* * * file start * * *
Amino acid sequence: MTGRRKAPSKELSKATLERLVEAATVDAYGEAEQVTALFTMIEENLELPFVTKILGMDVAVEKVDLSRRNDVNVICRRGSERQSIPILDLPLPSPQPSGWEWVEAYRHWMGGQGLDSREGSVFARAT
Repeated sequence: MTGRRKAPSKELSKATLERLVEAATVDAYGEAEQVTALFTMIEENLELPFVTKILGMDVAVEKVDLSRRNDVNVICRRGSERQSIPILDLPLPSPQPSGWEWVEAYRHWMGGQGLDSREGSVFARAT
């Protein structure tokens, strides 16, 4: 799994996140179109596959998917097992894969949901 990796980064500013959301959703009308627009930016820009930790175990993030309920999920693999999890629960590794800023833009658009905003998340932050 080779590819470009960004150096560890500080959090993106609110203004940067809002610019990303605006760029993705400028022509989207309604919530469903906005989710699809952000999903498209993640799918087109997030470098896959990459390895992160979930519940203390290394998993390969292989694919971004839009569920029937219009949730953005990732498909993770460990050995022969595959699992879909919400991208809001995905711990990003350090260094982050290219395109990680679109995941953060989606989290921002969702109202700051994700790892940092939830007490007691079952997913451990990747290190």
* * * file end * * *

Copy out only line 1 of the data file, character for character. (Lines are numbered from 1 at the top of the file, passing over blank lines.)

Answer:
Amino acid sequence: MTGRRKAPSKELSKATLERLVEAATVDAYGEAEQVTALFTMIEENLELPFVTKILGMDVAVEKVDLSRRNDVNVICRRGSERQSIPILDLPLPSPQPSGWEWVEAYRHWMGGQGLDSREGSVFARAT